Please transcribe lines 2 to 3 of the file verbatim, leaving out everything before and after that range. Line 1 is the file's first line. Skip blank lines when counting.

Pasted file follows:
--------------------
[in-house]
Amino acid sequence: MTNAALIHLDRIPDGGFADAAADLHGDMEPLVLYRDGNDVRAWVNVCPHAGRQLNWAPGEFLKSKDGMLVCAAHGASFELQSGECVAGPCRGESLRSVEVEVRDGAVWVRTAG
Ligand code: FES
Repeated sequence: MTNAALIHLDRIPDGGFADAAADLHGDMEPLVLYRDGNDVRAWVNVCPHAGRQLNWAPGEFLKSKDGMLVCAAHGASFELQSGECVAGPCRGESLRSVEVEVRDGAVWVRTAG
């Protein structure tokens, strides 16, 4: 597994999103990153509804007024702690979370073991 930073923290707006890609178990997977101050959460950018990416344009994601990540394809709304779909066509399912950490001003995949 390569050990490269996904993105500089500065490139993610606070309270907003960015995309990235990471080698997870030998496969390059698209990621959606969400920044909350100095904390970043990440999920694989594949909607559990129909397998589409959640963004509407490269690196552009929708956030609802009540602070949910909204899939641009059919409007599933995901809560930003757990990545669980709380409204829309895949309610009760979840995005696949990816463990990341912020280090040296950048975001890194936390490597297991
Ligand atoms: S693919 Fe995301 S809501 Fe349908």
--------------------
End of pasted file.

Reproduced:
Amino acid sequence: MTNAALIHLDRIPDGGFADAAADLHGDMEPLVLYRDGNDVRAWVNVCPHAGRQLNWAPGEFLKSKDGMLVCAAHGASFELQSGECVAGPCRGESLRSVEVEVRDGAVWVRTAG
Ligand code: FES